680.10 Definitions; cross-references to employee ethical conduct standards and financial disclosure regulations.

680.11 Staff involvement with NSF proposals and awards.

680.12 One-year NSF post-employment restrictions.

680.13 Purposes foe "substitute" requirements.

680.10 Definitions; Cross-references to employee ethical conduct standards and financial disclosure regulations.

(a) Definitions. Under this subpart, unless a provision plainly indicates otherwise:

(1) Award means any grant, contract, cooperative agreement, loan, or other arrangement made by the Government.

(2) Employee includes, in addition to any individual defined in 5 CFR 2635.102(h), any individual working at NSF under the Intergovernmental Personnel Act. It includes any part-time or intermittent employee, temporary consultant; but not a special Government employee, as defined in 18 U.S.C. 202(a).

(3) Institution means any university, college, business firm, research institute, professional society, or other organization. It includes all parts of a university or college, including all institutions in a multi-institution State or city system. It includes any university consortium or joint corporation; but not the universities that belong to such a consortium. Those universities shall be considered separate institutions for purposes of this part.

(4) Proposal means an application for an award and includes a bid.

(b) Cross-references to employee ethical conduct standards and financial disclosure regulations. Members of the National Science Board and other employees of the National Science Foundation (NSF), including special Government employees, should refer to the Standards of Ethical Conduct for Employees of the Executive Branch at 5 CFR part 2635, the National Science Foundation's regulations at 5 CFR part 5301 which supplement the executive branch Standards, and the executive branch financial disclosure regulations at 5 CFR part 2634.

680.11 Staff involvement with NSF proposals and awards.

(a)(1) Many scientists, engineers, and educators interrupt active research and teaching careers to spend a year or two at NSF and then return to research and teaching, usually at the same institution from which they came. Many such visiting scientists, engineers, and educators (and a few permanent employees) who have been principal investigators under NSF awards before coming to NSF, retain some interest or association with the work. If an individual is a principal investigator under an NSF award, the individual is not precluded from retaining ties to the work after becoming an NSF employee. The employee may stay in contact with those who are continuing the work in the employee's laboratory or on his or her project. The employee may continue to supervise graduate students. And the employee may visit and work in the laboratory on his or her own time for these and related purposes.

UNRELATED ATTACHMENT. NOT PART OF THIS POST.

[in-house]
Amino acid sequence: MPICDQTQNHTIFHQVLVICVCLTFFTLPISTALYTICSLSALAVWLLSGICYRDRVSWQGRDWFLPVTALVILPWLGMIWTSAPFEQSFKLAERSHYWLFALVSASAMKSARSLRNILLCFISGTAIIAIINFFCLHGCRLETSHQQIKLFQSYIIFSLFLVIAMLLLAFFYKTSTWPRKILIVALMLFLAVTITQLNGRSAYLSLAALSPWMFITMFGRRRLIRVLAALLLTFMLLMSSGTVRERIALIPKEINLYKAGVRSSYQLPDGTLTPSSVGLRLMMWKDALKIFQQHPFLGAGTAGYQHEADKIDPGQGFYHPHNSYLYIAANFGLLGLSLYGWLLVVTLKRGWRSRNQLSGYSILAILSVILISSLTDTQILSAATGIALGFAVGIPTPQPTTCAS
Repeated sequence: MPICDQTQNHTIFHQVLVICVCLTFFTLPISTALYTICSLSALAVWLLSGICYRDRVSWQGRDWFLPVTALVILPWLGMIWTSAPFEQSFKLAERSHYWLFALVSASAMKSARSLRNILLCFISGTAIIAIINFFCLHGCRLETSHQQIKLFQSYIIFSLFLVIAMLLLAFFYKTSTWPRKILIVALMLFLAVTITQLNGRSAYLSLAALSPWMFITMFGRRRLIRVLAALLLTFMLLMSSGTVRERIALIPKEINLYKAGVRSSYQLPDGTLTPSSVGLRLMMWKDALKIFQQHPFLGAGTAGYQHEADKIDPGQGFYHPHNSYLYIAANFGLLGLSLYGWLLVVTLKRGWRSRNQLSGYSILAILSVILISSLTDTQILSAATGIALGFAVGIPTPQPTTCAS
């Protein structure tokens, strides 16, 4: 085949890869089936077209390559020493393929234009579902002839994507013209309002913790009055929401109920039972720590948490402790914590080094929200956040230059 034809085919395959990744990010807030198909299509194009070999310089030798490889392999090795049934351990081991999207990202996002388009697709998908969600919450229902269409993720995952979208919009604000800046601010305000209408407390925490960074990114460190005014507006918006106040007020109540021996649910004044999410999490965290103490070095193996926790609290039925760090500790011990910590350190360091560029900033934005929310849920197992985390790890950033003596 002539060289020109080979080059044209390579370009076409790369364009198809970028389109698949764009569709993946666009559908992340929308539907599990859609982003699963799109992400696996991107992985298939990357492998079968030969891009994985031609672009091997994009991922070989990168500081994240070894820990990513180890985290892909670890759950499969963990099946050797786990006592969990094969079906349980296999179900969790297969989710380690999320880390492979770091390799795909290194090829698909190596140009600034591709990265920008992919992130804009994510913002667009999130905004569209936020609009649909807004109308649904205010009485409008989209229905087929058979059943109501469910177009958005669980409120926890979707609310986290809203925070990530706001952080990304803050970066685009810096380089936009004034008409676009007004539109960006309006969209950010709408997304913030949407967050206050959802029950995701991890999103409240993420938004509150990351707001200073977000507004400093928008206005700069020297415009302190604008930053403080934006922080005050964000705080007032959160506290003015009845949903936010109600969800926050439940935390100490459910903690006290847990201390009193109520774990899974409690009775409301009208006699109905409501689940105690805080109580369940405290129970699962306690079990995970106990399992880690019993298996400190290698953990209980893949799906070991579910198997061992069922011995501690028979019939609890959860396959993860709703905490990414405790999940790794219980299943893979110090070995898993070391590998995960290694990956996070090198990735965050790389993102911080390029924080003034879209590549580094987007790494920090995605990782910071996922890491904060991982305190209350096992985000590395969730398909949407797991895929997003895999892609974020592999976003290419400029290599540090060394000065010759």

(2) Before a prospective employee comes to NSF, the prospective employee and the grantee institution must designate, subject to NSF approval, a "substitute principal investigator" -- i.e., another scientist who will be responsible for the work and equipment and will represent the institution in any dealings with NSF officials while the prospective employee is at NSF.

(3) Appointment of a substitute principal investigator is unnecessary if all work under an award is to be completely suspended while the employee is at NSF. If the work is to be suspended, the employee and the grantee institution must inform the NSF in writing before the employee's employment begins. Work under the award may be resumed when the employee completes his or her NSF employment, and its term may be extended to account for the time lost during the employee's NSF employment.

(b)(1) NSF will entertain no proposal on which a current NSF employee would be a senior investigator or equivalent, unless it is a proposal for continuation or extension of support for work on which the employee served in that capacity before coming to NSF. Any proposal for continuation of NSF support at essentially the same level (with reasonable allowance for inflation) will normally be considered a proposal for continuation or extension if it would support the work of the same investigator and his or her laboratory or group (if any) in the same general field of science, engineering, or education, notwithstanding that the focus of the work may change in response to research opportunities or educational needs.

(2) Someone other than the current NSF employee must submit any such proposal for continuation or extension of work NSF previously supported and handle all negotiations with NSF, but the capacity in which the current NSF employee will serve should be clearly spelled out in the proposal.

(c) In accordance with 5 CFR 5301.103(a)(1), an NSF employee may not receive, directly or indirectly, any salary, consulting fee, honorarium, or other form of compensation for services, or reimbursement of expenses, from an NSF award.